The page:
Programming Connection

Are you a baller? 

Toronto, ON

The Are you a baller? initiative, which took place in an underserved Toronto suburb this year, aimed to engage racialized urban young men between the ages of 15 and 18 in conversations around HIV through the language of being a ‘baller.’ Young men were invited to participate in a basketball game, which then led into a discussion facilitated by two male mentors from the community around the concept of a ‘baller’ lifestyle and machismo. The discussion explored how the young men understood baller culture, how that culture impacts sexual health decision-making, and the ways in which baller culture affects HIV transmission risk. Stachen Frederick, the executive director of BrAIDS for AIDS who created the event, noticed a lack of information on minimizing HIV transmission risk targeted towards young heterosexual men, as well as poor sexual health information in schools or between parents and youth. “In this culture, there are no conversations happening around HIV,” says Stachen. “The boys were aware of the link between engaging in sexual activities and HIV/STI transmission, but there was a lack of awareness around getting tested. Young men are a very interesting group to work with, because you get real, blunt responses.” Seventeen young people took part in the game and discussion, and qualitative feedback gathered from the participants showed that the evening was fun and informative. There are plans to hold similar events in Toronto in the near future with larger groups of youth. “Basketball is a universal sport, so you can engage many different populations,” adds Stachen. “Programs need to be different and creative. When it comes to HIV/AIDS programming and events, it is so much easier to engage youth with something that they are interested in, such as sports, fashion or hair…and then you bring in the conversation on HIV. That’s how you engage people.”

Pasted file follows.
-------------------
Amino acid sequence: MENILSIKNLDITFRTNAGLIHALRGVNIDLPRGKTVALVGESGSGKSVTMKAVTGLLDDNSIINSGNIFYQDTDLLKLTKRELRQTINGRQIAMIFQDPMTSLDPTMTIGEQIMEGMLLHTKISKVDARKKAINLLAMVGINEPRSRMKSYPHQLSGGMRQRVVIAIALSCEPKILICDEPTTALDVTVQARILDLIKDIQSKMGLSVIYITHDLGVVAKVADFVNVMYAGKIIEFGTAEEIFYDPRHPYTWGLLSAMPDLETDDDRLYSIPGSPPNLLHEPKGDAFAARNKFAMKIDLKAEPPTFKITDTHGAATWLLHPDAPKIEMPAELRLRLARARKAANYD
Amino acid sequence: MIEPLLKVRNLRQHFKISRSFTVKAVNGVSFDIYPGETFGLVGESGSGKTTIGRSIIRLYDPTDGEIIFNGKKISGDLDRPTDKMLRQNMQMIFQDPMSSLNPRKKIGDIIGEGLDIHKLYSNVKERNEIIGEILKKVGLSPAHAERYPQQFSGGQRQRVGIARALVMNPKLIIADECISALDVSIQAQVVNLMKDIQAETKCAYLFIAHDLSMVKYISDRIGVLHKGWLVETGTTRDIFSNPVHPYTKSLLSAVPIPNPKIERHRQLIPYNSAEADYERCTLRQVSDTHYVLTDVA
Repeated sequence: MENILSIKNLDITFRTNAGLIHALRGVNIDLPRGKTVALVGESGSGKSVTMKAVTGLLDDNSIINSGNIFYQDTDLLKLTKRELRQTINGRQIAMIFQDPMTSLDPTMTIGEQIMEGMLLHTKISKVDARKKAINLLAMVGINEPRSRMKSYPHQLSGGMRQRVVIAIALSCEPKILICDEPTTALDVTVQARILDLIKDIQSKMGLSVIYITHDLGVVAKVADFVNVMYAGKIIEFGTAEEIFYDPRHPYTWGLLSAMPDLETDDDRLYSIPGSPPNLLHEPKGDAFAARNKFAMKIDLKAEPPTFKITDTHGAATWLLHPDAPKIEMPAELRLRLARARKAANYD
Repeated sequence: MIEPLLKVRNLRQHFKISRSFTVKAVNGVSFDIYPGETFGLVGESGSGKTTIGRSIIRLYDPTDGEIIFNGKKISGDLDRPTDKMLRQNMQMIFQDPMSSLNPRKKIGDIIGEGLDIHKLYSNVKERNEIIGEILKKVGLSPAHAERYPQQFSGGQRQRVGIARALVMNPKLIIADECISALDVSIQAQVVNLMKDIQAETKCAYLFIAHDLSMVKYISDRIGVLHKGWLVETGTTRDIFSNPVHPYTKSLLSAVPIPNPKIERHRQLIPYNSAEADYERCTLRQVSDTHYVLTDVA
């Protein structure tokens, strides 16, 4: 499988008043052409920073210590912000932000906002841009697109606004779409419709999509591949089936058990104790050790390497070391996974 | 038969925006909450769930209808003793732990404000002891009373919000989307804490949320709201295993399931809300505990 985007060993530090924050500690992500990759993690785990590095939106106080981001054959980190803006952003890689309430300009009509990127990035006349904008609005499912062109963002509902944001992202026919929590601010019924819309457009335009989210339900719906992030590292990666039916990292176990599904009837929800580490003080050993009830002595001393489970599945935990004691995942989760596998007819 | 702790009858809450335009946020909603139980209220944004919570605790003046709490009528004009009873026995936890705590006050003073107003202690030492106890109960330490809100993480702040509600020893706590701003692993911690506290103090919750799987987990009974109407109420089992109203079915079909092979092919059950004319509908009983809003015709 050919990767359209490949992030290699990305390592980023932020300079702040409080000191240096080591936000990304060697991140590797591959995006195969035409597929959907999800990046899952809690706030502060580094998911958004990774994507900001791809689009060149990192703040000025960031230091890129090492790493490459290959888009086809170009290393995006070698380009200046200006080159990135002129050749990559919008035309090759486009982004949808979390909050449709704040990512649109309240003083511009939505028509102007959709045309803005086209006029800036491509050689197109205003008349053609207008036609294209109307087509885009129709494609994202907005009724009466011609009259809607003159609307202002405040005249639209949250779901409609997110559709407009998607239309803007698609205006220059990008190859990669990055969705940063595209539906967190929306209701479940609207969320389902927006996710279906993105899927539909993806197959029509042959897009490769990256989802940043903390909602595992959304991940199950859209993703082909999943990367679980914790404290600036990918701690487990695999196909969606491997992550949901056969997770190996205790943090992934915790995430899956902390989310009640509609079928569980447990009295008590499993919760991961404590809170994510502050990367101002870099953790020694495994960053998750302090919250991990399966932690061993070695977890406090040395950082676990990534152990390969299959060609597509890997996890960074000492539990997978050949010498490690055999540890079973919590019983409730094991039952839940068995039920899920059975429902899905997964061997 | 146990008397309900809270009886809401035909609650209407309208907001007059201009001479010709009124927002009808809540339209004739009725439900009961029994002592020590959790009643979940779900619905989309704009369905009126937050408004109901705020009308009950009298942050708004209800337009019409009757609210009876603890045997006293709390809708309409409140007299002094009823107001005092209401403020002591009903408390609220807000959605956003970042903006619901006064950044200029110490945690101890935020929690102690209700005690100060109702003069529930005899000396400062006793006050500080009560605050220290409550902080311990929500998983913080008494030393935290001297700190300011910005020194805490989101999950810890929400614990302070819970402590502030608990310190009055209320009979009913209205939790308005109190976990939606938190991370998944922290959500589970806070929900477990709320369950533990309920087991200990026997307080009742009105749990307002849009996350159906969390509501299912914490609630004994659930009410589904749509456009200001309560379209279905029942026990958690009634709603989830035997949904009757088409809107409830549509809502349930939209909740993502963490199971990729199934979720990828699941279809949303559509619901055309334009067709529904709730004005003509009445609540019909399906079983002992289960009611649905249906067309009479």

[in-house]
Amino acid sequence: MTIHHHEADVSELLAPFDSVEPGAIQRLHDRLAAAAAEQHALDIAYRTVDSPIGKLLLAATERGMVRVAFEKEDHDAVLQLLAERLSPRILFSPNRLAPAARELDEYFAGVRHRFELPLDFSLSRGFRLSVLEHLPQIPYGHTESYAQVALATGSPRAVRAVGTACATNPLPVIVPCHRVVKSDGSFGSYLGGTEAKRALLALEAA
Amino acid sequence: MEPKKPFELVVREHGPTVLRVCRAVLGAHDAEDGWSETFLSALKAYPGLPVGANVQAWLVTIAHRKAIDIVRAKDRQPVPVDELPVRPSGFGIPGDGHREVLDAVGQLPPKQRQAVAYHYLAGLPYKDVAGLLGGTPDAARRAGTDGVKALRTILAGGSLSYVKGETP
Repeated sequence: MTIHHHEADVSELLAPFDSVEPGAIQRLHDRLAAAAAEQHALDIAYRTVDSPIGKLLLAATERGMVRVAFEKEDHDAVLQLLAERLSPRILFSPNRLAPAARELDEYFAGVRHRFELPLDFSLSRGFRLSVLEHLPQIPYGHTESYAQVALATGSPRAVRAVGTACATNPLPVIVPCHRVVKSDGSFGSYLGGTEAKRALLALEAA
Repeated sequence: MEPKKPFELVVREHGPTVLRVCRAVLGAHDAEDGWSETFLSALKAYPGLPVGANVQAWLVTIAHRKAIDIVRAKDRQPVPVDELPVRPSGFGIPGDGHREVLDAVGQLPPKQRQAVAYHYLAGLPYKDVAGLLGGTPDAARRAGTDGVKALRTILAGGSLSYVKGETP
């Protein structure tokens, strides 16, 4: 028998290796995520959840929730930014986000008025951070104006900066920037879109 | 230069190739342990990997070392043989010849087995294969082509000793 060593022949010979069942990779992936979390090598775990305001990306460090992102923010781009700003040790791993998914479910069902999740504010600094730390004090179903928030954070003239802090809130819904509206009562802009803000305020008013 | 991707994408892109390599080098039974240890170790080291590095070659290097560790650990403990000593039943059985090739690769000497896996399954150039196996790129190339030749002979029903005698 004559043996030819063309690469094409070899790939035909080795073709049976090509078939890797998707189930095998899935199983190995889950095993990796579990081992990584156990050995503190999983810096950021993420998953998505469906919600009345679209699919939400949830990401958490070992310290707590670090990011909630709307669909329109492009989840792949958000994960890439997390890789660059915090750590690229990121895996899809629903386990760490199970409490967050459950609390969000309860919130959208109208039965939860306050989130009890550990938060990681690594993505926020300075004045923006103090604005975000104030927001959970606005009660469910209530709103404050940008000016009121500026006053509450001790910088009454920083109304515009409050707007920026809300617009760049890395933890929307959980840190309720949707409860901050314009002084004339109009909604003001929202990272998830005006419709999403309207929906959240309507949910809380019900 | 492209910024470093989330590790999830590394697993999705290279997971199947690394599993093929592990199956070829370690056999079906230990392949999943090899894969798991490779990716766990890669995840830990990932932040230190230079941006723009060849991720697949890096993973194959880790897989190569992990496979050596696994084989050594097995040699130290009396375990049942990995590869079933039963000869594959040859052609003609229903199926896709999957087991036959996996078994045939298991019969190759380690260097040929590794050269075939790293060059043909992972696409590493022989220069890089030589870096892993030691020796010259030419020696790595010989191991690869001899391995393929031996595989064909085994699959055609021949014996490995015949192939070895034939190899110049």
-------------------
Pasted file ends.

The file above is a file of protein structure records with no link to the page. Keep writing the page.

For more information about the Are you a baller? initiative, contact Stachen Naomi Frederick, founder and executive director of BrAIDS for AIDS and Weave in Consciousness at